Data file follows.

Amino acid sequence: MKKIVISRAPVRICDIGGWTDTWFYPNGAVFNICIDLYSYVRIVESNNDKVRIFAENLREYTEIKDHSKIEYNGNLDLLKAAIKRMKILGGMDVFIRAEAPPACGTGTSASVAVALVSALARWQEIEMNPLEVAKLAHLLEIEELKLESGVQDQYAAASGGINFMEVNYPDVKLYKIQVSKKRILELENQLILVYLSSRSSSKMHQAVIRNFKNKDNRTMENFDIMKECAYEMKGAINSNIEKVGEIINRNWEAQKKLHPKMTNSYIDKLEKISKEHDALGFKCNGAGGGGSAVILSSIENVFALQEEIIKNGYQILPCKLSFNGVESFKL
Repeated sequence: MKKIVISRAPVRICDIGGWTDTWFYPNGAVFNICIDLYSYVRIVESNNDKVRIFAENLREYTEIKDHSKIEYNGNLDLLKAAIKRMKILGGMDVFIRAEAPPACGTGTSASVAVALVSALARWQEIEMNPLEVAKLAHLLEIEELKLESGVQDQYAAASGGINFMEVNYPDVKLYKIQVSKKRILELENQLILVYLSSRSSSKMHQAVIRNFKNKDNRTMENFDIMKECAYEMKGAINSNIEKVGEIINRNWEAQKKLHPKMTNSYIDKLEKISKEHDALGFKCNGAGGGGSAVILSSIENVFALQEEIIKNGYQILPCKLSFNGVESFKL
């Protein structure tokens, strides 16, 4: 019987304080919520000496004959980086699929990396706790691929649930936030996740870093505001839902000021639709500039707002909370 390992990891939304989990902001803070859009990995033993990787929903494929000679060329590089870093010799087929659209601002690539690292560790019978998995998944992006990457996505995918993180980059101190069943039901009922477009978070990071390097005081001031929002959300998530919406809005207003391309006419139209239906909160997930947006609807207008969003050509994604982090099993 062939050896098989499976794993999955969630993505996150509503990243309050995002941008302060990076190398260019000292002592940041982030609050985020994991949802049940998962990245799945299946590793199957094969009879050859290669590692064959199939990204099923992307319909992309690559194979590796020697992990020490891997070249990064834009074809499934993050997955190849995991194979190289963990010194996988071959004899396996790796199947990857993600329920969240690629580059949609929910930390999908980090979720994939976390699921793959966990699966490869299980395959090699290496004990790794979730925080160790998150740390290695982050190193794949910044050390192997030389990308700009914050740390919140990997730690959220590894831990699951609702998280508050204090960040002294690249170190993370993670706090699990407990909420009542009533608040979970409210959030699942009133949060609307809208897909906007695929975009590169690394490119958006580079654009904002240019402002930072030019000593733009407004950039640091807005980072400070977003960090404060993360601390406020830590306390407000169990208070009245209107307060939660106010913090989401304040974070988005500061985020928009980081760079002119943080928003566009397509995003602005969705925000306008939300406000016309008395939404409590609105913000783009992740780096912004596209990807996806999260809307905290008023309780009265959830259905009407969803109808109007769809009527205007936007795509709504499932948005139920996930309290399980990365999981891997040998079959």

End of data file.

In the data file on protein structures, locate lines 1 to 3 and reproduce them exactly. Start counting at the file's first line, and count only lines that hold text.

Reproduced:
Amino acid sequence: MKKIVISRAPVRICDIGGWTDTWFYPNGAVFNICIDLYSYVRIVESNNDKVRIFAENLREYTEIKDHSKIEYNGNLDLLKAAIKRMKILGGMDVFIRAEAPPACGTGTSASVAVALVSALARWQEIEMNPLEVAKLAHLLEIEELKLESGVQDQYAAASGGINFMEVNYPDVKLYKIQVSKKRILELENQLILVYLSSRSSSKMHQAVIRNFKNKDNRTMENFDIMKECAYEMKGAINSNIEKVGEIINRNWEAQKKLHPKMTNSYIDKLEKISKEHDALGFKCNGAGGGGSAVILSSIENVFALQEEIIKNGYQILPCKLSFNGVESFKL
Repeated sequence: MKKIVISRAPVRICDIGGWTDTWFYPNGAVFNICIDLYSYVRIVESNNDKVRIFAENLREYTEIKDHSKIEYNGNLDLLKAAIKRMKILGGMDVFIRAEAPPACGTGTSASVAVALVSALARWQEIEMNPLEVAKLAHLLEIEELKLESGVQDQYAAASGGINFMEVNYPDVKLYKIQVSKKRILELENQLILVYLSSRSSSKMHQAVIRNFKNKDNRTMENFDIMKECAYEMKGAINSNIEKVGEIINRNWEAQKKLHPKMTNSYIDKLEKISKEHDALGFKCNGAGGGGSAVILSSIENVFALQEEIIKNGYQILPCKLSFNGVESFKL
């Protein structure tokens, strides 16, 4: 019987304080919520000496004959980086699929990396706790691929649930936030996740870093505001839902000021639709500039707002909370 390992990891939304989990902001803070859009990995033993990787929903494929000679060329590089870093010799087929659209601002690539690292560790019978998995998944992006990457996505995918993180980059101190069943039901009922477009978070990071390097005081001031929002959300998530919406809005207003391309006419139209239906909160997930947006609807207008969003050509994604982090099993 062939050896098989499976794993999955969630993505996150509503990243309050995002941008302060990076190398260019000292002592940041982030609050985020994991949802049940998962990245799945299946590793199957094969009879050859290669590692064959199939990204099923992307319909992309690559194979590796020697992990020490891997070249990064834009074809499934993050997955190849995991194979190289963990010194996988071959004899396996790796199947990857993600329920969240690629580059949609929910930390999908980090979720994939976390699921793959966990699966490869299980395959090699290496004990790794979730925080160790998150740390290695982050190193794949910044050390192997030389990308700009914050740390919140990997730690959220590894831990699951609702998280508050204090960040002294690249170190993370993670706090699990407990909420009542009533608040979970409210959030699942009133949060609307809208897909906007695929975009590169690394490119958006580079654009904002240019402002930072030019000593733009407004950039640091807005980072400070977003960090404060993360601390406020830590306390407000169990208070009245209107307060939660106010913090989401304040974070988005500061985020928009980081760079002119943080928003566009397509995003602005969705925000306008939300406000016309008395939404409590609105913000783009992740780096912004596209990807996806999260809307905290008023309780009265959830259905009407969803109808109007769809009527205007936007795509709504499932948005139920996930309290399980990365999981891997040998079959």